"The Fury of Firestorm: The Nuclear Men" has a figure that is born from two other Firestorms merging into one, becoming greater than the sum of their parts. Reading the second issue of the series and looking at the creative team, it's hard to keep from thinking that this is a comic where the finished product is far lesser than the sum of its creative team members.
Gail Simone's proven herself to be a good writer in the past, but her and Ethan Van Sciver's story just doesn't come together here. This is a comic where the two main characters bicker, yell, and snipe at one another for the first four-fifths of the comic. If that doesn't sound pleasant, that's because it isn't. Ronnie Raymond and Jason Rusch have been transformed courtesy the re-launch into two distinctly annoying characters; this issue doesn't hit the low point of #1's "Why are none of our friends black?" moment, but there's a level of stupidity moving through both characters that makes you wonder how they can feel, themselves.
The script also feels a little jumbled in places. We go from two characters who spent the majority of the issue trapped inside the "Fury" amalgamation and utterly clueless on what's going on, to ones that transform into individual Firestorms in the blink of an eye and start flying around and transforming guns into roses. I understand that writers will want their characters to show some understanding of powers over time, and to let new heroes slowly gain competence, but this is akin to having a baby skip from being able to roll over to performing cartwheels.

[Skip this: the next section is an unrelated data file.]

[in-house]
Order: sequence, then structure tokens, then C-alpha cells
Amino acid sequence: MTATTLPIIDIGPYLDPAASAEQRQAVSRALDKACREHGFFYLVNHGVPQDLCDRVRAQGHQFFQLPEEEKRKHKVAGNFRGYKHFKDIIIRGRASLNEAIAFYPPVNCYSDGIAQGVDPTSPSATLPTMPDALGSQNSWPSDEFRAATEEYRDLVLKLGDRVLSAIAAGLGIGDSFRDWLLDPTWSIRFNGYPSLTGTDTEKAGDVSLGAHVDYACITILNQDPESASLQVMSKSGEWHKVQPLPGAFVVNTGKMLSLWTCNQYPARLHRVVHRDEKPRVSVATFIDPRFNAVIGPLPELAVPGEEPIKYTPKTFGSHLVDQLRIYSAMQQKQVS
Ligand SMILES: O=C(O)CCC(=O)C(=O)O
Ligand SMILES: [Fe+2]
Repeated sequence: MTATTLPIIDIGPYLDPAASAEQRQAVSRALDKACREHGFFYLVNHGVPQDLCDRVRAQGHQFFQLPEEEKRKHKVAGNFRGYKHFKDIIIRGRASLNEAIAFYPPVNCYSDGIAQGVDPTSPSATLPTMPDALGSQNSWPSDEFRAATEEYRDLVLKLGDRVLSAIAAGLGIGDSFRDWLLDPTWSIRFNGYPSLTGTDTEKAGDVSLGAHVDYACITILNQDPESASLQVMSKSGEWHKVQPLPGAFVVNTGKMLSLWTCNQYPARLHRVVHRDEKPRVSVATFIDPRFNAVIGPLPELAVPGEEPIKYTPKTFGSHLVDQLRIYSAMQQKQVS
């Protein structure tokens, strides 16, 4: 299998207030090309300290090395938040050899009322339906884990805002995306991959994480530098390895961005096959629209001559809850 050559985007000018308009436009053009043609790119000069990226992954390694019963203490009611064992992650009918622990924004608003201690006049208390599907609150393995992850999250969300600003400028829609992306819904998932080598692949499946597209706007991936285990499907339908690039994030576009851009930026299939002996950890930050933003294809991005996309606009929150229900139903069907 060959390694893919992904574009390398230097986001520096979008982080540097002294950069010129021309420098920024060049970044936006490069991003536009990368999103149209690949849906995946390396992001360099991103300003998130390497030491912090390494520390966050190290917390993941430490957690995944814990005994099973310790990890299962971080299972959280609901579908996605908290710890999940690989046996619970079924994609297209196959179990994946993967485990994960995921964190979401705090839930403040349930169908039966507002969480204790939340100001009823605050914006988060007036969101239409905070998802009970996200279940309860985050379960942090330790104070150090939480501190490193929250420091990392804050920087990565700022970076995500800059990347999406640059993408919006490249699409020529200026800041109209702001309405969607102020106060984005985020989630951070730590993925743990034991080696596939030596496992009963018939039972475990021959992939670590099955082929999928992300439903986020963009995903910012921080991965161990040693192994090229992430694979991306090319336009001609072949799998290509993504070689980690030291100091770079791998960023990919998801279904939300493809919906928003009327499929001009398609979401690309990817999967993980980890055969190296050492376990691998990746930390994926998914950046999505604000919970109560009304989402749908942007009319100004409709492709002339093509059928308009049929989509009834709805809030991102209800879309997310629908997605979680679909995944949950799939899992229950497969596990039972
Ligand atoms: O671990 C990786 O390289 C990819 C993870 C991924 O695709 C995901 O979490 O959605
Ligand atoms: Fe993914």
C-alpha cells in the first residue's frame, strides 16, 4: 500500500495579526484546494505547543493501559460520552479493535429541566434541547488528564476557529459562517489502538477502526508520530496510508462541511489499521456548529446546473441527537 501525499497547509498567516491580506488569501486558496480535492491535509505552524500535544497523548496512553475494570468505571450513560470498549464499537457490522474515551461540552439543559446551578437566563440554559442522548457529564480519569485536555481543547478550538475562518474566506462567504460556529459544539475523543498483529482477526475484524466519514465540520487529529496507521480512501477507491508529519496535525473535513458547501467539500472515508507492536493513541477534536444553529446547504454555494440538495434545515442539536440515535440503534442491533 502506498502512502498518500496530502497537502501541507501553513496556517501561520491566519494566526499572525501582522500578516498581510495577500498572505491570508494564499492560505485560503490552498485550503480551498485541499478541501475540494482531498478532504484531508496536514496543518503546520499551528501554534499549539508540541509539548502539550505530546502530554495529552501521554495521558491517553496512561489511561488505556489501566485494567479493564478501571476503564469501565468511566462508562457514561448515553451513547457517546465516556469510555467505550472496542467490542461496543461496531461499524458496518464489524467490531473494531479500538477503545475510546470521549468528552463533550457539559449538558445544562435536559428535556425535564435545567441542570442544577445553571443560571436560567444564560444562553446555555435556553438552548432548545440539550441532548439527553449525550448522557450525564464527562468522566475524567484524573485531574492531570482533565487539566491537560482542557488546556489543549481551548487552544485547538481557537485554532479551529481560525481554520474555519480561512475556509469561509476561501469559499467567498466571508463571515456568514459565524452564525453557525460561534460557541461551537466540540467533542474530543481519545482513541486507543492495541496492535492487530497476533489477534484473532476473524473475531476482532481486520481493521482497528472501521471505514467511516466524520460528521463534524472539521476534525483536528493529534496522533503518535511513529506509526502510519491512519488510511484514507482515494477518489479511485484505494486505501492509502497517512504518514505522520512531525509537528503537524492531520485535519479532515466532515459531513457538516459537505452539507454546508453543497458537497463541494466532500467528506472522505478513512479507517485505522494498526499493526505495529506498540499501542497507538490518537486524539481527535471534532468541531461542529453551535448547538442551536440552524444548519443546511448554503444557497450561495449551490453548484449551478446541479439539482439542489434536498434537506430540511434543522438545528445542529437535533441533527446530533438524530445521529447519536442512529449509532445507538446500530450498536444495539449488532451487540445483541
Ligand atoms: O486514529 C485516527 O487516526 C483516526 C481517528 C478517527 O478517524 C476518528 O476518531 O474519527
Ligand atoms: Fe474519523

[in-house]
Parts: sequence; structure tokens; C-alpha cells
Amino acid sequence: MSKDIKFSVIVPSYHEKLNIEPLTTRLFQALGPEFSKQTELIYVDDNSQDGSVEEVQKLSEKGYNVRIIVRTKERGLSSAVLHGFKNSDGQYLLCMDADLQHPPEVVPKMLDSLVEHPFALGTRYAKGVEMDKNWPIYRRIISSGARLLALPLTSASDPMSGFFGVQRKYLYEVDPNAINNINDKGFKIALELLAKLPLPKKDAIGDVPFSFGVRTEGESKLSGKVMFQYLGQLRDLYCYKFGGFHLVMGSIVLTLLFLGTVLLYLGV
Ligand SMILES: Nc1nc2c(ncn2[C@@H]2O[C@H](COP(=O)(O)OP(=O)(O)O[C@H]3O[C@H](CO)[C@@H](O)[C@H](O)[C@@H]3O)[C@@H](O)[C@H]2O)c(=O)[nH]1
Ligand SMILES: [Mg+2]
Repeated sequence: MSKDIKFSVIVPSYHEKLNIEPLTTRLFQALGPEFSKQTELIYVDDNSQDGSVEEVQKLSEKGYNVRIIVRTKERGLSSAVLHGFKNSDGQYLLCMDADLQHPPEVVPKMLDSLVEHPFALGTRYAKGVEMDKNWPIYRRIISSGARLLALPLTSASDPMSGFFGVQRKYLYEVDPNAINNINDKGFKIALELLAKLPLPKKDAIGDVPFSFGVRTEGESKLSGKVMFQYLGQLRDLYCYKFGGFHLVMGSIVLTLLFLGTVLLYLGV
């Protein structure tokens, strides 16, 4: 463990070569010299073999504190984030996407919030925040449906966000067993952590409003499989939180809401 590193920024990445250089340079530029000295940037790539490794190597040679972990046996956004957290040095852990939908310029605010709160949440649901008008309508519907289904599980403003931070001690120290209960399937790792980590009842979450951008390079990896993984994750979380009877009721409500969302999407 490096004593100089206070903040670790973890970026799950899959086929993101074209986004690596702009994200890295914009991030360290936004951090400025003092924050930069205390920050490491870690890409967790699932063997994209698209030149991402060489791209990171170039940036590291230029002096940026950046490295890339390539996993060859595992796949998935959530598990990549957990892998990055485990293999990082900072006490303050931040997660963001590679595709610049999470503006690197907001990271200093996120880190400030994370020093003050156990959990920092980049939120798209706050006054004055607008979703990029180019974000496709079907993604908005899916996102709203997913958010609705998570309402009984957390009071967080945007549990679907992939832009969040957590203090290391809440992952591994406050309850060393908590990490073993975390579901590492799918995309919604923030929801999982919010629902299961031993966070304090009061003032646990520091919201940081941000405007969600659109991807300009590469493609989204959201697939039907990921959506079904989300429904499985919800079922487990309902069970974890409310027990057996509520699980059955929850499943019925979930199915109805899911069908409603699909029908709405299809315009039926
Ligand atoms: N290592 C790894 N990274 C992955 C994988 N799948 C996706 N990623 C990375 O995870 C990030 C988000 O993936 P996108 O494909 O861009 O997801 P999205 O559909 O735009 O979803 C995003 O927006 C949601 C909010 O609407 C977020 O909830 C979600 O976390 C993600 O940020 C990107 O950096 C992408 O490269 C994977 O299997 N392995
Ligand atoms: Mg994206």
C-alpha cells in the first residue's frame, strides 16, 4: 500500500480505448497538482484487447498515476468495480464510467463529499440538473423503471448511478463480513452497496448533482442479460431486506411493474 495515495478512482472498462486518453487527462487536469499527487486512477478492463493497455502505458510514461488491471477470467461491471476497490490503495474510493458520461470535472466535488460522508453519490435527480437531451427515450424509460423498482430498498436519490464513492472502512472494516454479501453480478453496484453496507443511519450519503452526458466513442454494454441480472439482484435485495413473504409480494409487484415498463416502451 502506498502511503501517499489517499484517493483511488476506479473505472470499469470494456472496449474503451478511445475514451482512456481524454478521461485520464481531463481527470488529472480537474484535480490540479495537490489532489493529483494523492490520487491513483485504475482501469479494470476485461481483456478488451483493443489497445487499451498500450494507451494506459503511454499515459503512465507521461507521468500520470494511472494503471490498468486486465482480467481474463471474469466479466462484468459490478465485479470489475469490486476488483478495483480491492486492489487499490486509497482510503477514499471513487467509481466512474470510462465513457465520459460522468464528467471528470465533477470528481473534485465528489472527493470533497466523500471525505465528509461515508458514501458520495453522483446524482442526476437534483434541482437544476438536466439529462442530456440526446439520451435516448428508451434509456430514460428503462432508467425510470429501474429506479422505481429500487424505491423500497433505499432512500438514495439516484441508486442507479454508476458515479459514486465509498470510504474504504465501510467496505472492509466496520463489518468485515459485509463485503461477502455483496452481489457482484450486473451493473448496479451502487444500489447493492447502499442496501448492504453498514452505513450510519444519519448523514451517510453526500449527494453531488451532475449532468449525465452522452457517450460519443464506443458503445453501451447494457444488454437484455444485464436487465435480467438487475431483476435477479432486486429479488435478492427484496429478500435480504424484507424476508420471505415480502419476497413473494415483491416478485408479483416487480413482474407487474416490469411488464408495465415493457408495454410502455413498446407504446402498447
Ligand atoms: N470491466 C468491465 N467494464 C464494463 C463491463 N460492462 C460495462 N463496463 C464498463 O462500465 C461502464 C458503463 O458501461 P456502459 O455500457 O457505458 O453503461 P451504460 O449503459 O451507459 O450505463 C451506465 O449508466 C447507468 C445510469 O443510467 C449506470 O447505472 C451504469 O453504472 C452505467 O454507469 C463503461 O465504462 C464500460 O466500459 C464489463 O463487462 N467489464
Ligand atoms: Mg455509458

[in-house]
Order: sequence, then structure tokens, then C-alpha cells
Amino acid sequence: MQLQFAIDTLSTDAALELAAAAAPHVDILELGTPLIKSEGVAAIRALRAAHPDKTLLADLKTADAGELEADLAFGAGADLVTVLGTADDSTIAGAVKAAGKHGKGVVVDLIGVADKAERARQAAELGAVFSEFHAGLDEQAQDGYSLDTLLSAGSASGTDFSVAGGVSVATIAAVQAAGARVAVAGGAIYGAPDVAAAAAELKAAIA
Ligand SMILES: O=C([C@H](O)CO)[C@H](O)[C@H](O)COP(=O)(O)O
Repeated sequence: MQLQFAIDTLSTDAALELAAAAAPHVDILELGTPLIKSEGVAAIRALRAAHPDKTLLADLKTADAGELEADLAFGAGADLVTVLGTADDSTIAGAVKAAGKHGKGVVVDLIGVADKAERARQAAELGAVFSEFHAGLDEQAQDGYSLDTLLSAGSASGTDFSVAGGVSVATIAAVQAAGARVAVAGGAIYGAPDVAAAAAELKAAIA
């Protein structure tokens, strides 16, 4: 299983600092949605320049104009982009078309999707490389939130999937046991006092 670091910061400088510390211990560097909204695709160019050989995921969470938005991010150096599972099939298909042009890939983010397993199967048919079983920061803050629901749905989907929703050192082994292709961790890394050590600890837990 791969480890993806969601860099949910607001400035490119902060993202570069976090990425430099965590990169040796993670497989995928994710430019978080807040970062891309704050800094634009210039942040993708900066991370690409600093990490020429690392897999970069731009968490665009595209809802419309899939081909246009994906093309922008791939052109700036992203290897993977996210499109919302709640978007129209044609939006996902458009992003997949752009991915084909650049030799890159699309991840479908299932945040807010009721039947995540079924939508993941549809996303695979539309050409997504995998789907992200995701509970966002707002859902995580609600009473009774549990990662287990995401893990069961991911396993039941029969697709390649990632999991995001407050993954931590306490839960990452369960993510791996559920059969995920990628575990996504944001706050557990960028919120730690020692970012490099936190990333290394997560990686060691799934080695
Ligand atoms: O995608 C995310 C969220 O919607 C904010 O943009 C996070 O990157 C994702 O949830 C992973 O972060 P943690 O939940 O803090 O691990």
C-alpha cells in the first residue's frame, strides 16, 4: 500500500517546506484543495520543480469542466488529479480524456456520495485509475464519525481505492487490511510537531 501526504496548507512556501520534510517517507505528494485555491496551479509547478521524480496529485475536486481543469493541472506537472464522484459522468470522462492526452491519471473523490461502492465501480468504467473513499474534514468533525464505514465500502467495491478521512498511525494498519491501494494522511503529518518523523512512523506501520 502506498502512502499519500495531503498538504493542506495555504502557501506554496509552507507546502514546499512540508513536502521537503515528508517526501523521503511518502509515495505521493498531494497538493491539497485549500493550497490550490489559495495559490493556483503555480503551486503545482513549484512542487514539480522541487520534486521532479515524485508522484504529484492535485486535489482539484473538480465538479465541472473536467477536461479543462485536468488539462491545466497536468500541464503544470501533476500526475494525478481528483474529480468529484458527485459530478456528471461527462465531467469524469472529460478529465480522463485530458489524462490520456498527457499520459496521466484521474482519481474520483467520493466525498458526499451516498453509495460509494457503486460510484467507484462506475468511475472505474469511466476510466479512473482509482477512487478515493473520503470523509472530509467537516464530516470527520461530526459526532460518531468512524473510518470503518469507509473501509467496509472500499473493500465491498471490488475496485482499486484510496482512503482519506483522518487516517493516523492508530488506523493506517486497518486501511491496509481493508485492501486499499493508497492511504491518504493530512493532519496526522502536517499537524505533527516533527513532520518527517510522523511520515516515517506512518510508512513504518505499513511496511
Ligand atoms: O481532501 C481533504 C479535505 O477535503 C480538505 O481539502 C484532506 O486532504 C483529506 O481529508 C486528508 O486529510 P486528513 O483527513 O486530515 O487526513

There's also a lack of harmony between script and art. Overall I like Yildiray Cinar's work (there's a certain smooth and fluid line here that wasn't in "Legion of Super-Heroes" that actually reminds me a lot of long-time Batman artist Norm Breyfogle), but it's also hard to ignore the fact that the script has to explain what we actually saw on the page 2 splash image, or that you have to squint to see that (earlier mentioned) gun getting transformed because it gets lost in the shuffle. Still, Cinar's pages tell the story well enough, and I appreciate that for a book that has people's arms getting chopped off and all sorts of collateral damage, it's remarkably bloodless and non-gruesome.
Based on its pedigree of creators, "The Fury of Firestorm: The Nuclear Men" should have been a blast. Instead, it feels like a muddled mess that has lost sight of pacing, and isn't making characters at least interesting to read about, if not actually likable. Fans of Firestorm have been lobbying for a strong book starring Ronnie Raymond ever since the character was killed off in "Identity Crisis." Alas, Raymond fans, it looks like you're going to have to wait a while longer to get that good comic.